E. coli wreaking havoc with Windsor-Essex beaches

Despite the beach-friendly weather this week, it's been tough to find a place to go for a dip in Windsor-Essex.

Despite the beach-friendly weather this week, it's been tough to find a place to go for a dip in Windsor-Essex.

Signs warning swimmers of the amount of E. coli and other bacteria in the water have been posted at several beaches in the area.

Mike Tudor, manager of the health inspection department at the Windsor-Essex County Health Unit, says one possible cause of the high bacteria levels is the recent heavy rains we've had. 

"Basically, it flushes all the storm drains, as well as rivers, and just causes turbulence of the beach conditions; causes the water to become more turbid, lifting any of the sediments off the bottom and potentially causing this adverse count," he said.

Recent warnings are based on samples that were collected a week ago.

The health unit collects five new samples from each of 10 beaches every Wednesday.

Two inspectors travel 200 km a week collecting water samples.

So far this year, at least one beach has been closed every week because there's too much E. coli bacteria in the water.

Windsor's Sandpoint Beach has been closed more than it's been open this year. And on the Canada Day weekend, more than half the beaches were closed. The other beaches had warnings posted at them.

Chitra Gowda, a water quality analyst with the Essex Region Conservation Authority, says more intense and shorter duration rainfalls are partially to blame.

"With larger rainfalls ... they run off a lot of bacteria and pollution off the land and into the Great Lakes," she said.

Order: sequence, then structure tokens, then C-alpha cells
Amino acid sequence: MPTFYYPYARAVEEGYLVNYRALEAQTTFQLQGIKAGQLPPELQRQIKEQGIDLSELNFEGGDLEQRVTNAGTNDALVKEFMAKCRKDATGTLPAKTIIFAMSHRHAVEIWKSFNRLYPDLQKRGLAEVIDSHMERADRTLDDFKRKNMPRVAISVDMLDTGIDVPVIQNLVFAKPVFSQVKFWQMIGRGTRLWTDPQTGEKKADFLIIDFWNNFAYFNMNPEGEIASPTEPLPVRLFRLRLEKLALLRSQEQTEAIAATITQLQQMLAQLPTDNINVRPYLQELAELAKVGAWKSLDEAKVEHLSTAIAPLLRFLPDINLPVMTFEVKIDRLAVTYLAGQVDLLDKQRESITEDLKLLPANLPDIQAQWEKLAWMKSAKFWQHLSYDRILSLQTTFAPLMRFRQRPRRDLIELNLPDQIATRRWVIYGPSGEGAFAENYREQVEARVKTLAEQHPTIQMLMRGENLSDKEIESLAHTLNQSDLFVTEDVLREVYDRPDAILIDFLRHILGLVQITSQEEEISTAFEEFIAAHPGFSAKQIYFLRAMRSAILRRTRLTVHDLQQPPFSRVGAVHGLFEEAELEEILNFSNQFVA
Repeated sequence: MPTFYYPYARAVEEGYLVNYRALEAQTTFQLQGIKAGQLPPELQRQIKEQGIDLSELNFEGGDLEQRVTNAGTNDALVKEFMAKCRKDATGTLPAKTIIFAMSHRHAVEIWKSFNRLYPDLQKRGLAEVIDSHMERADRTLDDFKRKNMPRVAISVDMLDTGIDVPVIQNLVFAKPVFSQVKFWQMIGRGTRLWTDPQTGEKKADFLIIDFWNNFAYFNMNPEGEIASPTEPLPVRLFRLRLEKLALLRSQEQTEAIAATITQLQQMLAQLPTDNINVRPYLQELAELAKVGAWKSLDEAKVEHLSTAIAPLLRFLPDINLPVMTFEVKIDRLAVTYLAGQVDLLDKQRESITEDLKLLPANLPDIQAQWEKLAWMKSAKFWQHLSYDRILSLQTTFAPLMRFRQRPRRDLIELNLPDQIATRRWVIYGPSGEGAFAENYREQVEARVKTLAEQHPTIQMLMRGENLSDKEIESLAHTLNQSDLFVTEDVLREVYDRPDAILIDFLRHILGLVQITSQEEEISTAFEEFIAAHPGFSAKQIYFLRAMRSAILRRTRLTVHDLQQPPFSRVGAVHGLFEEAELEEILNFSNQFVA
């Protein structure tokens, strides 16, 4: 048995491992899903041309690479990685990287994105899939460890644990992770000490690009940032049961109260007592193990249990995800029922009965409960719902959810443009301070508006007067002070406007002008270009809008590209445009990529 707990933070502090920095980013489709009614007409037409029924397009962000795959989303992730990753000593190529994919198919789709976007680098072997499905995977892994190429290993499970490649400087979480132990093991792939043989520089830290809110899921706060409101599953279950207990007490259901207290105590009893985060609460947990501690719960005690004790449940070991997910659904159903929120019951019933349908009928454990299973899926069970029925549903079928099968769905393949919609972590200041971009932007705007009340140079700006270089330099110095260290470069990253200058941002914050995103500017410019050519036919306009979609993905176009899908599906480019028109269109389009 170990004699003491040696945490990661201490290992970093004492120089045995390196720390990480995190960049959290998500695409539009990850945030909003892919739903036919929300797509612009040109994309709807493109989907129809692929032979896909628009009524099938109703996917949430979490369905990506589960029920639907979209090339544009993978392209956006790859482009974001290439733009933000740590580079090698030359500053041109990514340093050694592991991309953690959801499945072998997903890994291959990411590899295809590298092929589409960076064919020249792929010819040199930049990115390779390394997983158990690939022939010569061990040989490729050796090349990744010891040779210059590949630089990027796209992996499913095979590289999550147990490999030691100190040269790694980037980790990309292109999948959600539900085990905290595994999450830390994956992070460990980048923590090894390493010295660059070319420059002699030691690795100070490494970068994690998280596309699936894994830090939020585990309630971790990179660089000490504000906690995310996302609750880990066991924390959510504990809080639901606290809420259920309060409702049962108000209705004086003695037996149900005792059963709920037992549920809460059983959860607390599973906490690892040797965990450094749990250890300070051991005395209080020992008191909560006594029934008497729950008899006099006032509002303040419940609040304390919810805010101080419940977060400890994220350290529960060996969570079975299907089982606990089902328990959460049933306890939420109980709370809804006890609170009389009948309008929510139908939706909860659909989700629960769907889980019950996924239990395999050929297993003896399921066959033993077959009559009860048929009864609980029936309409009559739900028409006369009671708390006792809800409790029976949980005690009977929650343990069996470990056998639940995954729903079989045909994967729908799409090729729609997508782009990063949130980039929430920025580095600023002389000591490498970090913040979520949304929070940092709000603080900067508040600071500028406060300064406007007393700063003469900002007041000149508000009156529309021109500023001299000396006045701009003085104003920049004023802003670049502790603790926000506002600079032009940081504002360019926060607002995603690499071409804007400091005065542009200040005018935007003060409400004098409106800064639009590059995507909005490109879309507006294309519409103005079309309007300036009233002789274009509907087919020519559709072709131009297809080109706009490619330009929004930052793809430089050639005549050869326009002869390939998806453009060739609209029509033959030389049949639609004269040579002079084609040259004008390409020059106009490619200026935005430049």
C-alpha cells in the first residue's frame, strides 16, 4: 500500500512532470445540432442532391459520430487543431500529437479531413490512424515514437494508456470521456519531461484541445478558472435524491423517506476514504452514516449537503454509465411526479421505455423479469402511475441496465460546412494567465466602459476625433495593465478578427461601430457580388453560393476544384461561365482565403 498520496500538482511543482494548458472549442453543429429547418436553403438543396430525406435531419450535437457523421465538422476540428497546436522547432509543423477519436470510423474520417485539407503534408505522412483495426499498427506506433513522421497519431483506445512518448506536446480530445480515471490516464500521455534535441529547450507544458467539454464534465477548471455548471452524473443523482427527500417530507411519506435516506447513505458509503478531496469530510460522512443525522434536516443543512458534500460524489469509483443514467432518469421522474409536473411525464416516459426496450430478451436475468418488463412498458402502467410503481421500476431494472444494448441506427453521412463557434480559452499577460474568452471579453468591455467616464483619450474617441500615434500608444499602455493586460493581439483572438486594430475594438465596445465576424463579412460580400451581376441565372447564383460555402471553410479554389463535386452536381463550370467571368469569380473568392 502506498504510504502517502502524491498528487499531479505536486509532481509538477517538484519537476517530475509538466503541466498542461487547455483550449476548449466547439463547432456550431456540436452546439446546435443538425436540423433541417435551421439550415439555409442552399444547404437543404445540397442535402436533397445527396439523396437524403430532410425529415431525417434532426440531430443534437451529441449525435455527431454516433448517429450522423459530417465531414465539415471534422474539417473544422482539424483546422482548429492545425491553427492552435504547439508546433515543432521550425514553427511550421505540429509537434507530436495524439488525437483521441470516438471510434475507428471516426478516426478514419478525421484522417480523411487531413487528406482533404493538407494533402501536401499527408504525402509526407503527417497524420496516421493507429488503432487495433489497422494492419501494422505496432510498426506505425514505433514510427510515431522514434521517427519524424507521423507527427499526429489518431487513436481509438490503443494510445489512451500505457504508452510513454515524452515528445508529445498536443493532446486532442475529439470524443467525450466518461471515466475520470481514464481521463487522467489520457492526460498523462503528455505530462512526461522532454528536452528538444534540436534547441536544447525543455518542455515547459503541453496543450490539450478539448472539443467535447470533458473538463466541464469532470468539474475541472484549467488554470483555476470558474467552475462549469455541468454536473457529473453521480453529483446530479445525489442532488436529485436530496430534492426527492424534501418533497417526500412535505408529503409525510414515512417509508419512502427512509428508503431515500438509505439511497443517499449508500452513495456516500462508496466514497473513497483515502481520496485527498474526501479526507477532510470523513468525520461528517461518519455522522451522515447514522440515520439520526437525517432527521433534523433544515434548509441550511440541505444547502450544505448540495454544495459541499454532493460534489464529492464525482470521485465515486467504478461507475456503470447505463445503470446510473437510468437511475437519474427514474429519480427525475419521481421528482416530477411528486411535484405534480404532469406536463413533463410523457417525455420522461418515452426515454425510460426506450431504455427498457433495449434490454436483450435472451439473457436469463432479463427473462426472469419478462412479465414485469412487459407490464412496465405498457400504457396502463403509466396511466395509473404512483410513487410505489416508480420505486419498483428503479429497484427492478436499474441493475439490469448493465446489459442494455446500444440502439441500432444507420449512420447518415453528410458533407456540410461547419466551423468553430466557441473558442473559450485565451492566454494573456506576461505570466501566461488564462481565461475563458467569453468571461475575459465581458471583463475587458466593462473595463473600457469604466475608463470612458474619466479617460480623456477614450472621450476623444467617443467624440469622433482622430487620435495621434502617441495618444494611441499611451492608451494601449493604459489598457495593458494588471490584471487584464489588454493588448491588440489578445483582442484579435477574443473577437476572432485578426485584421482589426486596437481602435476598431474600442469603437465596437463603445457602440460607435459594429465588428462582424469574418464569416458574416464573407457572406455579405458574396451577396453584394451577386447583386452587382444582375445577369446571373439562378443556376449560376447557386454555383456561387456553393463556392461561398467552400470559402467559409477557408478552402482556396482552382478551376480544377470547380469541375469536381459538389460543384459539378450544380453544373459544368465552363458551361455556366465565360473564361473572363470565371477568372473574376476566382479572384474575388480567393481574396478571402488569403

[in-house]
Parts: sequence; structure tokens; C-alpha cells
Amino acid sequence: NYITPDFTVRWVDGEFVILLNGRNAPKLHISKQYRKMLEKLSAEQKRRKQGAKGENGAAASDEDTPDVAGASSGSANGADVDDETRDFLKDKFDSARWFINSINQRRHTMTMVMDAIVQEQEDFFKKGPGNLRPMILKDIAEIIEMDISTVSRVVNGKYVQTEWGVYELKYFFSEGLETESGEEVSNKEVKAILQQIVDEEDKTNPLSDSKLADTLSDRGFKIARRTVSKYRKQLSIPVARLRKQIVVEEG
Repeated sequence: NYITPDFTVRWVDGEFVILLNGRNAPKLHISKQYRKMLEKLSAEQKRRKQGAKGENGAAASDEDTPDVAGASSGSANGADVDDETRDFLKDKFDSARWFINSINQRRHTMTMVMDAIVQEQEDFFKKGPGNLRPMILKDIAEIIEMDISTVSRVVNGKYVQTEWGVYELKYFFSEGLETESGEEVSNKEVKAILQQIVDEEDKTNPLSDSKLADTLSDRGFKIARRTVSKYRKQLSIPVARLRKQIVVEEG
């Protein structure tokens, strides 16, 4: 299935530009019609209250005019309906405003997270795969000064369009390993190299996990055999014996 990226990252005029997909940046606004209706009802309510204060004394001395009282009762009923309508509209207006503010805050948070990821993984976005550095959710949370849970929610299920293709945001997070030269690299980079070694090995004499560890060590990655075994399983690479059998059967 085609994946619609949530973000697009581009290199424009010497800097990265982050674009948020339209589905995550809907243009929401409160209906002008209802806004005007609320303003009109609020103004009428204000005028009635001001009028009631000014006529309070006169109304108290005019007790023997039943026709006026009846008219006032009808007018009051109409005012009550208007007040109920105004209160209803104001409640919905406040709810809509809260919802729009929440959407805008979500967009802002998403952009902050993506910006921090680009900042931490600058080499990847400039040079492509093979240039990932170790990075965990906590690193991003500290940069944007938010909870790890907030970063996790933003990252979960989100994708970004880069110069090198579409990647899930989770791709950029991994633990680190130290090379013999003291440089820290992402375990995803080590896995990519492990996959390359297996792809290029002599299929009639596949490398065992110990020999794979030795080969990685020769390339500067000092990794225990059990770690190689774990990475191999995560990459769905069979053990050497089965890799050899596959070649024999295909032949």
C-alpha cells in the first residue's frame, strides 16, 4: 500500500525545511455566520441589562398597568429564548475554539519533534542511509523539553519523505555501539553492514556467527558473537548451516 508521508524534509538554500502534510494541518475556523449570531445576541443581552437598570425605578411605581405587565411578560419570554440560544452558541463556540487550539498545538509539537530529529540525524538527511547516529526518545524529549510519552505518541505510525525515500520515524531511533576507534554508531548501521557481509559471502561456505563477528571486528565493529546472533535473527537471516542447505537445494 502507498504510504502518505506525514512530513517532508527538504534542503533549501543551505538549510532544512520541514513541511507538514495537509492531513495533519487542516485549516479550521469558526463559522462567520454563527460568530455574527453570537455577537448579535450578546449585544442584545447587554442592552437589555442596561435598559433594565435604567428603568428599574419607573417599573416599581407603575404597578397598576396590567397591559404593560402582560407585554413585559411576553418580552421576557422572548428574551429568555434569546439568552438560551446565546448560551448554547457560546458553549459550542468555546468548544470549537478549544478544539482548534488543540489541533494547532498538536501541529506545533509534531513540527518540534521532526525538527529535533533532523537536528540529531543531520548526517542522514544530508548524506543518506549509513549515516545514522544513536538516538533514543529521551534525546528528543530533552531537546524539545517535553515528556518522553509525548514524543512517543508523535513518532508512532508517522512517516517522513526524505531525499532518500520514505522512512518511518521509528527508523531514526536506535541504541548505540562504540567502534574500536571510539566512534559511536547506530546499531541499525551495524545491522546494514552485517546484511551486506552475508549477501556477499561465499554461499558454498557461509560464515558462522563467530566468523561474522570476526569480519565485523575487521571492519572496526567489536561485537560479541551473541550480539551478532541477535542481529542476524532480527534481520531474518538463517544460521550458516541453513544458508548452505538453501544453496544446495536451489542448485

E. coli and other bacteria comes from older sewage systems overflow, geese and other animals, industrial runoff and pollution and runoff from farms.

"The only thing I can pinpoint is the weather conditions. There are various things that affect the adverse counts," Tudor said.

Bacterial counts reflect the conditions at the time of sampling. But conditions change from day to day depending on the weather conditions and lake levels.

However, Tudor said it's cost prohibitive to sample every day.

When a beach is closed, the public must be notified.

"The operator of the beach is supposed to post it at the various entries as well as put up some physical barriers … at the main entries," Tudor said.

There are some things the public and beach operators can do to curb rising E. coli levels.

Gowda said residents can build rain gardens, for example.

Beach operators can employ bird avoidance measures, such as wires over the water that prevent birds from landing. Hamilton and Toronto use them.

In Leamington, Seacliffe Beach uses a storm water management system that takes storm water from parking lots and drains it away from the beach.